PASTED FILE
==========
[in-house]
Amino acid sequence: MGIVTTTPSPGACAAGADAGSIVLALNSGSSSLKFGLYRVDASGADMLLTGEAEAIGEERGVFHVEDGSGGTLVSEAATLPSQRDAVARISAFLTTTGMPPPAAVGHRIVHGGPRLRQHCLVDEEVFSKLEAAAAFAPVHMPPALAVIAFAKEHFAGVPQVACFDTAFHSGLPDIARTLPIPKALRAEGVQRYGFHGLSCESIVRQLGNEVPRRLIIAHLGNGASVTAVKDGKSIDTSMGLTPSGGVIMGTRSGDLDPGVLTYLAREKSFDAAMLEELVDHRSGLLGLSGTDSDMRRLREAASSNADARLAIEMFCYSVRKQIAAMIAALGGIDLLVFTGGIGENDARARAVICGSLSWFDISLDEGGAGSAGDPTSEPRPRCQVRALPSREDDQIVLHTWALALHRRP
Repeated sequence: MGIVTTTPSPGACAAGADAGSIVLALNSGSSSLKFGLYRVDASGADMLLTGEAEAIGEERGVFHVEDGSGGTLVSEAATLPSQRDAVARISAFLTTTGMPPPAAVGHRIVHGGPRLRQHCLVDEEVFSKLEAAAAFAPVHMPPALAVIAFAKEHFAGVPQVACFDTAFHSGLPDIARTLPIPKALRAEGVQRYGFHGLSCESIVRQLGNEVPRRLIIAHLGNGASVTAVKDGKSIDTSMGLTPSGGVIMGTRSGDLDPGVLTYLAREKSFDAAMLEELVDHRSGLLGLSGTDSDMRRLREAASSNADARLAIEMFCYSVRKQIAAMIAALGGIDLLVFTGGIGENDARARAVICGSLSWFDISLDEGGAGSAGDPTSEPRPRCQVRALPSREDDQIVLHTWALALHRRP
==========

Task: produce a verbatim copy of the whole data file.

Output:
[in-house]
Amino acid sequence: MGIVTTTPSPGACAAGADAGSIVLALNSGSSSLKFGLYRVDASGADMLLTGEAEAIGEERGVFHVEDGSGGTLVSEAATLPSQRDAVARISAFLTTTGMPPPAAVGHRIVHGGPRLRQHCLVDEEVFSKLEAAAAFAPVHMPPALAVIAFAKEHFAGVPQVACFDTAFHSGLPDIARTLPIPKALRAEGVQRYGFHGLSCESIVRQLGNEVPRRLIIAHLGNGASVTAVKDGKSIDTSMGLTPSGGVIMGTRSGDLDPGVLTYLAREKSFDAAMLEELVDHRSGLLGLSGTDSDMRRLREAASSNADARLAIEMFCYSVRKQIAAMIAALGGIDLLVFTGGIGENDARARAVICGSLSWFDISLDEGGAGSAGDPTSEPRPRCQVRALPSREDDQIVLHTWALALHRRP
Repeated sequence: MGIVTTTPSPGACAAGADAGSIVLALNSGSSSLKFGLYRVDASGADMLLTGEAEAIGEERGVFHVEDGSGGTLVSEAATLPSQRDAVARISAFLTTTGMPPPAAVGHRIVHGGPRLRQHCLVDEEVFSKLEAAAAFAPVHMPPALAVIAFAKEHFAGVPQVACFDTAFHSGLPDIARTLPIPKALRAEGVQRYGFHGLSCESIVRQLGNEVPRRLIIAHLGNGASVTAVKDGKSIDTSMGLTPSGGVIMGTRSGDLDPGVLTYLAREKSFDAAMLEELVDHRSGLLGLSGTDSDMRRLREAASSNADARLAIEMFCYSVRKQIAAMIAALGGIDLLVFTGGIGENDARARAVICGSLSWFDISLDEGGAGSAGDPTSEPRPRCQVRALPSREDDQIVLHTWALALHRRP